Future Blood: Tools and Technology for the Battlefield and Beyond
Kicking off a meeting to cover key developments in the field of blood technology and research on Feb. 6 at Fort Detrick, Maryland, Col. Todd Rasmussen was blunt in laying out his expectations.
"This will be an important part of how we drive innovation for the future," said Rasmussen, director of the U.S. Army Medical Research and Materiel Command Combat Casualty Care Research Program, to the crowd of more than 70 people at the Community Activities Center.
The CCCRP's Oxygen Carrier State of the Science Meeting, a three-day long affair featuring notable speakers from the public, private and academic sectors, was designed to do just that, carving out more than one dozen individual sessions specifically focusing on the topics of blood, potential blood substitutes and various associated clinical trials.
"We see a meeting like this as a bridge to the next generation of blood products," said Dr. Keith Hoots, a key meeting panel member and the director of the Division of Blood Diseases and Resources at the National Heart, Lung, and Blood Institute.
Blood as both a resource and an on-demand product remains integral in maintaining the resiliency of both the Warfighter and the U.S. public as a whole. Given that the USAMRMC research shows that hemorrhage is both the leading cause of potentially preventable deaths on the battlefield and also the second leading cause of death in civilian trauma, the search for products and technologies designed to aid, augment, supplement and –in some cases– even replace blood as an oxygen carrier remains a key goal of contemporary military medical research.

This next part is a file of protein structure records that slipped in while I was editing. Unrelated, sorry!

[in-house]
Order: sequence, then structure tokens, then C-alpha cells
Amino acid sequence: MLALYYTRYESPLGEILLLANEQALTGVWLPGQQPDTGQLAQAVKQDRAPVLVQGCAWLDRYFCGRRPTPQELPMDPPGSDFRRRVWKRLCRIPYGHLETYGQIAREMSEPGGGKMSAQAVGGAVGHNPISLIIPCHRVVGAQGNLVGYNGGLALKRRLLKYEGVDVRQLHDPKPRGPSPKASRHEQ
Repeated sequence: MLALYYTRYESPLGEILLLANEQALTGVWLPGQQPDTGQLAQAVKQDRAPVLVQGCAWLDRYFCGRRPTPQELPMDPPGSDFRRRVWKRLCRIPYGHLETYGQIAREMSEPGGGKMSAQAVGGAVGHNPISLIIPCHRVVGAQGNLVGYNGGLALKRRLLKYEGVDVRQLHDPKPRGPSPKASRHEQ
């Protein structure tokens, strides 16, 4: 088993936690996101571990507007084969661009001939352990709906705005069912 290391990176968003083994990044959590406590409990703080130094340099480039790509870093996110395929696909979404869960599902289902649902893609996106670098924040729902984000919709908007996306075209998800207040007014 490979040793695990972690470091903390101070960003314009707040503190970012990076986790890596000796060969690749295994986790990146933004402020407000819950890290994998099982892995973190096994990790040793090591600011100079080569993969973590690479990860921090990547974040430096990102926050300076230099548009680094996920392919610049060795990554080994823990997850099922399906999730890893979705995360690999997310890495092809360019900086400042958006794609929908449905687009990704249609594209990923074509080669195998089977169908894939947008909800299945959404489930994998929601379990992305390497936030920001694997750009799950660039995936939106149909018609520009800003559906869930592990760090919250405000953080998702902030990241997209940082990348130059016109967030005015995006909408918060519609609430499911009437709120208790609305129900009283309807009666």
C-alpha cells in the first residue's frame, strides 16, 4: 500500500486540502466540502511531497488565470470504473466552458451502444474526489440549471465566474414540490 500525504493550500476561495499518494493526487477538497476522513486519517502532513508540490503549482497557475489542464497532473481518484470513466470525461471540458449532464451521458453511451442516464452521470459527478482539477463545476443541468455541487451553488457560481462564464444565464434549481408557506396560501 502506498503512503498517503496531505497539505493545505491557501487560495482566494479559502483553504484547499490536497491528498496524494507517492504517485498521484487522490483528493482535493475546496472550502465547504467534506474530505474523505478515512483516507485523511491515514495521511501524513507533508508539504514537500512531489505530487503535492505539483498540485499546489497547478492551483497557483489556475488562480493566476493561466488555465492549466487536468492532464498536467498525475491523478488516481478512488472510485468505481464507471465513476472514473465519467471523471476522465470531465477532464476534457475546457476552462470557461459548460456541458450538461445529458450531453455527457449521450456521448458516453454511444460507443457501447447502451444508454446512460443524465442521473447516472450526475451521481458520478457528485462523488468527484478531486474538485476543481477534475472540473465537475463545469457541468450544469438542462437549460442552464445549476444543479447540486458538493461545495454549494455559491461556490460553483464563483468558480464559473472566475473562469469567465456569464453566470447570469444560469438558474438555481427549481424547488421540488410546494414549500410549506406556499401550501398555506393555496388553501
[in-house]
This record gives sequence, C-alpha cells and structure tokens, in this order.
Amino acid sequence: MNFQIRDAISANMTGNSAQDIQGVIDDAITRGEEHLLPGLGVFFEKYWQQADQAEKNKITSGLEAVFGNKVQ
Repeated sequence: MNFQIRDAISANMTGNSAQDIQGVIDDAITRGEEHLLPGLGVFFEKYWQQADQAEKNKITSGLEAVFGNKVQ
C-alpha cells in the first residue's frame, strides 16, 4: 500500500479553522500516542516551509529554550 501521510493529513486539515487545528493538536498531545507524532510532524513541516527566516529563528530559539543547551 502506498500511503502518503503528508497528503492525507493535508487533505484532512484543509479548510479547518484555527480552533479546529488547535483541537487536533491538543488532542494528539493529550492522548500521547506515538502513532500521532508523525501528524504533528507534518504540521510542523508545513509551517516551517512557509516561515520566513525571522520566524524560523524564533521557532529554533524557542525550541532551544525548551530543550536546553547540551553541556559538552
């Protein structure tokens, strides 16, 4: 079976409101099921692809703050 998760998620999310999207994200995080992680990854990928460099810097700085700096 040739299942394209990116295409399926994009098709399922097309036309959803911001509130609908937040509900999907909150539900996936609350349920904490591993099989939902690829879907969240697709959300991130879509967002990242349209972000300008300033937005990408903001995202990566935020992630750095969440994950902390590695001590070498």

"Around 2012, the Department of Defense transitioned into a phase where we slowed down and simply let the [blood] technology develop," said Dr. Anthony Pusateri, director of research at the U.S. Army Institute of Surgical Research in San Antonio, Texas. "Now we're ready to re-assess the state of the science to see what's worth investing in. After all that time, I'm excited to see what's available."
Additional topics of discussion during the meeting included the perceived proper place for oxygen carriers in far-forward and prolonged field care settings, as well as the broader issue of conquering the twin obstacles of time and distance when delivering blood to the aforementioned locations. Further, the difficulty of obtaining clinical data in such dynamic situations and locations was also a hot topic.
"We've been looking at wearable technology and how that technology can be coupled with the need to collect such data," said Rear Adm. Carmen Maher, acting assistant commissioner for counterterrorism policy, during a panel discussion on the issue.
Additional input from private sector leaders during the multi-day meeting provided USAMRMC attendees with evidence that progress continues to be made in the research field, which lends a renewed confidence to the overall effort moving forward.
"To see some of the therapeutic and knowledge solutions in this field so far, it's been extremely exciting," said Rasmussen in closing.